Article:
Old 08-01-2013, 08:03 PM
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BTW another thing I've noticed is that swastika/sauvastika symbols in the older traditions are more often oriented with the arms straight along the vertical/horizontal axes, while the NSDAP's symbols preponderantly had it aligned at 45 degree diagonals.
#14
Old 08-02-2013, 10:17 PM
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Quote:
Originally Posted by Chronos View Post
Personally, if I had to distinguish them via words, I'd call them an S swastika (like the Nazis used) and a Z swastika (the other way).
Excellent! I am ashamed that I never thought of that myself. I could never remember which way the arms pointed. The SS officer insignia, which was inspired by the swastika, should have clued me in on how to remember which way the Nazi symbol was oriented. They weren't ZZ officers, after all.

Many internets to you Chronos!
#15
Old 08-02-2013, 11:39 PM
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In Tibet, the direction is quite important. Tibetan Buddhists subscribe to the "s" shape. The indigenous pre-Buddhist Bonpo religion is the opposite direction. It's not a"s" good, opposite bad type dynamic as posited above.

stui magpie, do you have more than a random cite saying the direction in ancient China doesn't matter? I'm not trying to bust balls but that strikes me and all my experience in China and Tibet as patently absurd. YMMV.
#16
Old 08-08-2013, 12:00 AM
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Quote:
Originally Posted by China Guy View Post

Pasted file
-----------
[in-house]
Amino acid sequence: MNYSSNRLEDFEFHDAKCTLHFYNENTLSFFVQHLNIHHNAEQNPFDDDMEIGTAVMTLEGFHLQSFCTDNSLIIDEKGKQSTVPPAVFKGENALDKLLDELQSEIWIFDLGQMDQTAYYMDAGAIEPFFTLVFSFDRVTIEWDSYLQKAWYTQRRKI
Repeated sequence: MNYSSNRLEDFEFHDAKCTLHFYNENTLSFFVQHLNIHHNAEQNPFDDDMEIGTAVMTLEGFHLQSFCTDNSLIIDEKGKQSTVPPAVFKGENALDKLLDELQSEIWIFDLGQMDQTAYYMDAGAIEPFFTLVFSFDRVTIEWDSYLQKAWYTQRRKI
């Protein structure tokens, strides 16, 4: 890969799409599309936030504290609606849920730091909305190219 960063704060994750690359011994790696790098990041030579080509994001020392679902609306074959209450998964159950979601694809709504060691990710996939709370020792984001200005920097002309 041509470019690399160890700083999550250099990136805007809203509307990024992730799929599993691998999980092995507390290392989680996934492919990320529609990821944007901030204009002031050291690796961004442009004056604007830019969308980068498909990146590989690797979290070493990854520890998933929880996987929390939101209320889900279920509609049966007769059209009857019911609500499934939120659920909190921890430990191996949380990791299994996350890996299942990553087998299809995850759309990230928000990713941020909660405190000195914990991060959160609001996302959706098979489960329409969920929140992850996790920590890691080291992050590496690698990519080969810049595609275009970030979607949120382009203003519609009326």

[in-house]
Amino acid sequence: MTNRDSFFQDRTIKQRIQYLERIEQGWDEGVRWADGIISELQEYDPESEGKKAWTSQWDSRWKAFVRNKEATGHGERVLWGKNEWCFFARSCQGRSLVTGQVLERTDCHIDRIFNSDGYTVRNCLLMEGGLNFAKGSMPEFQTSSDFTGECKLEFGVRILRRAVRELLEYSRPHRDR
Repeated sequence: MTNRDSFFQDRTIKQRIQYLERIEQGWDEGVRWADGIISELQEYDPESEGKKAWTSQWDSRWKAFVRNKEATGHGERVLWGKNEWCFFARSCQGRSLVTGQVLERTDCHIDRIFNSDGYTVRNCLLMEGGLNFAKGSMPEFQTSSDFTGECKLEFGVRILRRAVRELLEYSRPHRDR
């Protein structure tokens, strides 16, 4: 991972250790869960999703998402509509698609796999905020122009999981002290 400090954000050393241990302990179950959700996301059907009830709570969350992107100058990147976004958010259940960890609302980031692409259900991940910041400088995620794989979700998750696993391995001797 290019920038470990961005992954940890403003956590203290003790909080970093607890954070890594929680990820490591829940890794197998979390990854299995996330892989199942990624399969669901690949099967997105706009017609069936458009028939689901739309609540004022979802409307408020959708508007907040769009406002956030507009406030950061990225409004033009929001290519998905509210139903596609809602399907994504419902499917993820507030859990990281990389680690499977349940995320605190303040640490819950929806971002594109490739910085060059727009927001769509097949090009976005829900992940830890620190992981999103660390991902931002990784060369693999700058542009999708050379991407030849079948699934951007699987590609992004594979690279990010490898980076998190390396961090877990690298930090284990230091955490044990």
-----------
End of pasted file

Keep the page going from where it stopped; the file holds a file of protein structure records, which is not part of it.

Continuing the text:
In Tibet, the direction is quite important. Tibetan Buddhists subscribe to the "s" shape. The indigenous pre-Buddhist Bonpo religion is the opposite direction. It's not a"s" good, opposite bad type dynamic as posited above.

stui magpie, do you have more than a random cite saying the direction in ancient China doesn't matter? I'm not trying to bust balls but that strikes me and all my experience in China and Tibet as patently absurd. YMMV.
I have a photo I took of the symbol carved into a flagstone of the Potala Palace main front staircase. It's "S", just like Adolph's (but with the dot in the center of each square). Don't recall seeing it in China.

Last edited by md2000; 08-08-2013 at 12:01 AM.
#17
Old 08-10-2013, 06:40 PM
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Quote:
Originally Posted by Mitsurati View Post
The SS officer insignia, which was inspired by the swastika, should have clued me in on how to remember which way the Nazi symbol was oriented. They weren't ZZ officers, after all.
They called themselves the Master Race, not the Top Race.